12 Unexpected Social Media Tips
Believe it or not, social media extends beyond Facebook and Twitter. It’s any website where people can discuss content. YouTube is social media. Your blog is social media. Pinterest is social media. And yes, Facebook and Twitter are too. So if you want to leverage social media in a big way in 2013, consider these strategies:
1. Talk less about you and more about others. Share more about others, and you become a curator. You become a source of the best from everyone else, and a person who attracts attention.
2. Create roundup content. Instead of doing your own blog posts only, create posts that are an accumulation of ideas and thoughts from many experts in your industry.
3. More than mobile devices. Lots of us live on our smartphones, but make sure your content is also ready for laptops, notebooks, tablets, desktops and game systems.
4. Be real, be you. You’d think this would go without saying. When you’re being you, you’re the most comfortable, right? Yet we all still reach for a mask when we’re around others. That’s fake and inauthentic, as well as being a real energy suck. The only people you’re making happy are the people who aren’t interested in the real you. What fun is that? Being anything but yourself is a losing proposition.
5. Pictures! Pictures! Pictures! Not only is a picture worth a 1,000 words, it draws at least 1,000 eyeballs, wait—2,000 eyeballs. Photographs constantly outperform text, cartoons, links and videos. Images rule. Use more of them.
6. Customer services monitoring. Set up your social media to watch for your name. If people are talking about you, you need to be ready to respond.
7. Dump surveys monitor media. Asking people what they think is WAY different from listening to people talk openly about you. Surveys are notorious for giving false positive feedback. Instead monitor social media to see how people are talking about you. You can collect some insightfully critical feedback. And you should be monitoring social media anyway, so you can give immediate, timely customer support.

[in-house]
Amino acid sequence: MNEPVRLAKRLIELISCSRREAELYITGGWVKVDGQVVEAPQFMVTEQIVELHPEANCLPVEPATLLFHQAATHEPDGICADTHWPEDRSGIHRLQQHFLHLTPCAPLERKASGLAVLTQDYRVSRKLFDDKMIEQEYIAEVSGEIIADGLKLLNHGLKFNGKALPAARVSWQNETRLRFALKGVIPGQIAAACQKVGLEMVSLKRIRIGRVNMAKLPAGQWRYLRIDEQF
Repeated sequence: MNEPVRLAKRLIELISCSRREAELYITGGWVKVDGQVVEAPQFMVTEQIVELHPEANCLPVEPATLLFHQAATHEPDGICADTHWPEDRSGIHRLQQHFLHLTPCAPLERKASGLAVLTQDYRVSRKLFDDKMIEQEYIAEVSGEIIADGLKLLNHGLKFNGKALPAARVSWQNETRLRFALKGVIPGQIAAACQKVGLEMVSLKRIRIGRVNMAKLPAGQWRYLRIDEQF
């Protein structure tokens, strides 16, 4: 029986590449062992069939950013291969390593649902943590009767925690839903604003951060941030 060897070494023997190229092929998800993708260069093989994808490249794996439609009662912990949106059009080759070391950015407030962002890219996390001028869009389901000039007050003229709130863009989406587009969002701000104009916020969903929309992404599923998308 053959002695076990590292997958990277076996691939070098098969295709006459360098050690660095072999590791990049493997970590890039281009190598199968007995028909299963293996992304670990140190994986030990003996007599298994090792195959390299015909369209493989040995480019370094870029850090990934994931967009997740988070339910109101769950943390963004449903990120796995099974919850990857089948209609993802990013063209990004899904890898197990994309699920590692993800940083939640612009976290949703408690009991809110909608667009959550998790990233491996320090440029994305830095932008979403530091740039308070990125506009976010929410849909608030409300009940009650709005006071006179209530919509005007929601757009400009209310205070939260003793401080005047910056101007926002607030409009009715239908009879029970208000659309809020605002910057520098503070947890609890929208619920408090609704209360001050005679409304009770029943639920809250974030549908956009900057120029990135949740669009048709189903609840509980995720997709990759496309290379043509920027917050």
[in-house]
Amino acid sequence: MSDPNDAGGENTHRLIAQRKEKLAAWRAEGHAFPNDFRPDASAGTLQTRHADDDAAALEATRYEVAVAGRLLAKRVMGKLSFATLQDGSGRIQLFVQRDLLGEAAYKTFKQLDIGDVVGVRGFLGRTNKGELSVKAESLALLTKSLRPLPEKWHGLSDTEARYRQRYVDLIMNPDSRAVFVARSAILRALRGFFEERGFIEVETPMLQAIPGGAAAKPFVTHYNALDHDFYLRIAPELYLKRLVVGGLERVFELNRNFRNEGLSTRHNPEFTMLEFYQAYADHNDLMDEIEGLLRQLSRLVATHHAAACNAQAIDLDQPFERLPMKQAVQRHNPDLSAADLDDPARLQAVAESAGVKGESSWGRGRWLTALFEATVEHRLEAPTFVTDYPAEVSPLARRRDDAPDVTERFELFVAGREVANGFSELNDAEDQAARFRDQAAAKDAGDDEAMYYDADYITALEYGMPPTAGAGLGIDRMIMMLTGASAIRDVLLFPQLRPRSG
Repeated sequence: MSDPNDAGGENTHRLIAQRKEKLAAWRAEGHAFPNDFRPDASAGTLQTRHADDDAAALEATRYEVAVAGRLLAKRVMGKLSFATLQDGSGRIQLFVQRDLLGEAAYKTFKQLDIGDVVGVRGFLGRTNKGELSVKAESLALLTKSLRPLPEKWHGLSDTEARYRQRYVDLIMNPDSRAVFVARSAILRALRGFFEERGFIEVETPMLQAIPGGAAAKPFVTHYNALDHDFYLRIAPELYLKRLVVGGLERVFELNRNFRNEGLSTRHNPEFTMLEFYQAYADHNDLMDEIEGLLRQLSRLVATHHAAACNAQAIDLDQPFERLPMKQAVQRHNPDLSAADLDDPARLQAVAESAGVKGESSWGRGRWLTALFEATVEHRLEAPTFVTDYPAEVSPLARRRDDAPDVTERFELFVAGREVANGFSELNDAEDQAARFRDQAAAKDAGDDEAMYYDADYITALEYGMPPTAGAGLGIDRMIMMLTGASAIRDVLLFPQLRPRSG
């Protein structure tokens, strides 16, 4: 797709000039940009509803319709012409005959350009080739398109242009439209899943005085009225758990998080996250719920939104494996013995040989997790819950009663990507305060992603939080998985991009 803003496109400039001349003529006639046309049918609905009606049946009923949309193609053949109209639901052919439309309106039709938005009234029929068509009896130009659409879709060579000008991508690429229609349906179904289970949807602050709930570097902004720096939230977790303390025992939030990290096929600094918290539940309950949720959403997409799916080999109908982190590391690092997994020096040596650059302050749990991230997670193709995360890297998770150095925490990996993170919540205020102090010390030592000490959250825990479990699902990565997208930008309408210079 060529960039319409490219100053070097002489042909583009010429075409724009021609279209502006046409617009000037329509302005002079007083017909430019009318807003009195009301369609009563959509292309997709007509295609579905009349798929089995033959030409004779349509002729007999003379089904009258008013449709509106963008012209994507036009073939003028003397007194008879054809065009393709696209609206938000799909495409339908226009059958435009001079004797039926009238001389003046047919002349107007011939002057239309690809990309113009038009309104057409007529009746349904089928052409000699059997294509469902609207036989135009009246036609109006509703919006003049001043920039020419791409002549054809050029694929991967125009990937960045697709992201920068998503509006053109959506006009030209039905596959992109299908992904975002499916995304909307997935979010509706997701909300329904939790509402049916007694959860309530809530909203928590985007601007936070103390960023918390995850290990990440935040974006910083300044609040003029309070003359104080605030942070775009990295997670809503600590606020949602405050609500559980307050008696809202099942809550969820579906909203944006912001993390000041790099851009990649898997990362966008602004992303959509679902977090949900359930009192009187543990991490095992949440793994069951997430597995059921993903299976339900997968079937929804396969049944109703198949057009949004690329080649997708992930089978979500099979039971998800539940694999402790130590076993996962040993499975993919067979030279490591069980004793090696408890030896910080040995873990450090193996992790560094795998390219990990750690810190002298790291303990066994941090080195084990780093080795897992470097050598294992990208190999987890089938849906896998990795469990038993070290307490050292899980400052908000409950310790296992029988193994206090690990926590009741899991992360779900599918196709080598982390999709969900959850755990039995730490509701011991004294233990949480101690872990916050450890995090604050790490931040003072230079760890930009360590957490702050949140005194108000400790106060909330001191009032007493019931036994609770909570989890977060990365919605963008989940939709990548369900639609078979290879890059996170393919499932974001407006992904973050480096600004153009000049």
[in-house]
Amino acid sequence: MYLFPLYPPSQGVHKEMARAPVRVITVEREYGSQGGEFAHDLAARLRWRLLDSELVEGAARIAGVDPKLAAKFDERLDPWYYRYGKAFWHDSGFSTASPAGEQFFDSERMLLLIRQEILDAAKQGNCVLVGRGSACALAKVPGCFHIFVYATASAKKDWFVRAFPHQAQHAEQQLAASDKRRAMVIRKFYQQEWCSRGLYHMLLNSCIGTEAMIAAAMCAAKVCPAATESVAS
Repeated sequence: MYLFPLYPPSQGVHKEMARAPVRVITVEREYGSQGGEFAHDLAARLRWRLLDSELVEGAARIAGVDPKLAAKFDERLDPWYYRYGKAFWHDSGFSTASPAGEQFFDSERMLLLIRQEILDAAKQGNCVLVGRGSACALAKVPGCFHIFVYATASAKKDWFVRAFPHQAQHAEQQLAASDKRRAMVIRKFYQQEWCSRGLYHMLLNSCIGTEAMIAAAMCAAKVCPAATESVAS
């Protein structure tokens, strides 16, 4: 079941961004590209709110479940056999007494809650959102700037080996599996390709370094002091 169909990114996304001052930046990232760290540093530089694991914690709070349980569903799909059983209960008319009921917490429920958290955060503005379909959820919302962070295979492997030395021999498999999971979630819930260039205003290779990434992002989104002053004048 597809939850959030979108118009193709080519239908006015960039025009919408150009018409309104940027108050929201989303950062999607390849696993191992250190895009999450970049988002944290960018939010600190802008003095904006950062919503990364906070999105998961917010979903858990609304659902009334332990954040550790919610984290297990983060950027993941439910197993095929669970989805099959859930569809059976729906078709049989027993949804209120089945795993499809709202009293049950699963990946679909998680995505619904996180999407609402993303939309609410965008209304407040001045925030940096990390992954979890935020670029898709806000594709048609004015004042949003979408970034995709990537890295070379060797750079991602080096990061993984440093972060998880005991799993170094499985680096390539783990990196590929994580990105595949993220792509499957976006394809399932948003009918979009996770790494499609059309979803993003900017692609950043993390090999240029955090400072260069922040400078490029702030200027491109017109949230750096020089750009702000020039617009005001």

8. Pinpoint locations. When problems (or opportunities) arise, you can use social media tools to pinpoint where the discussions are coming from. Maybe that ad you ran that was so well received well by people in the western U.S. is offensive to people in the eastern U.S. (because it bastardized their state motto or made fun of them somehow). Once you know the location of the problem, you can fix it fast.
9. Retweet. Get in the practice of retweeting your followers’ content, quotes and comments. It lets them know you’re actually reading, promoting and supporting those who support you.
10. Inspire. There are only about, oh a million websites that curate or collect really quotable quotes. Find those sites and share the quotes you find inspiring, insightful or moving. Don’t be afraid to link to a site with a video that has nothing to do with business, but everything to do with what moves people to do great things.
11. Solve problems. You don’t have to be Mother Teresa, but jump in and answer questions, solve problems and provide links, information or other resources to questions people pose. You may not answer all of them, but answer as many as you can. Be known as someone who is willing and able to help others. You don’t have to give yourself away, but you should be giving back.
12. Engage. It’s not enough to sit back and watch. Get off the bench. Engage with your followers, your fans and your critics. Answer questions, make comments, have conversations. Show people you’re a real person and not just sitting back somewhere counting your money while the social media show rolls on. It doesn’t have to be rock star content every time, but it does have to be real, be positive and be relevant.
The power of social media is in its ability to influence others. You can’t influence people if they don’t know you and you don’t know them. Think about ways you make an impact on people that lasts. When it comes to making an impact on social media, the rules are pretty much the same—listen, be humble, be real, be honest, be helpful, be there. Now go. Make an impact!
Mike Michalowicz is the co-founder of Provendus Group, a business growth consulting group that helps companies whose growth has plateaued to grow again (and fast). Michalowicz is the author of The Pumpkin Plan and the business cult classic, The Toilet Paper Entrepreneur.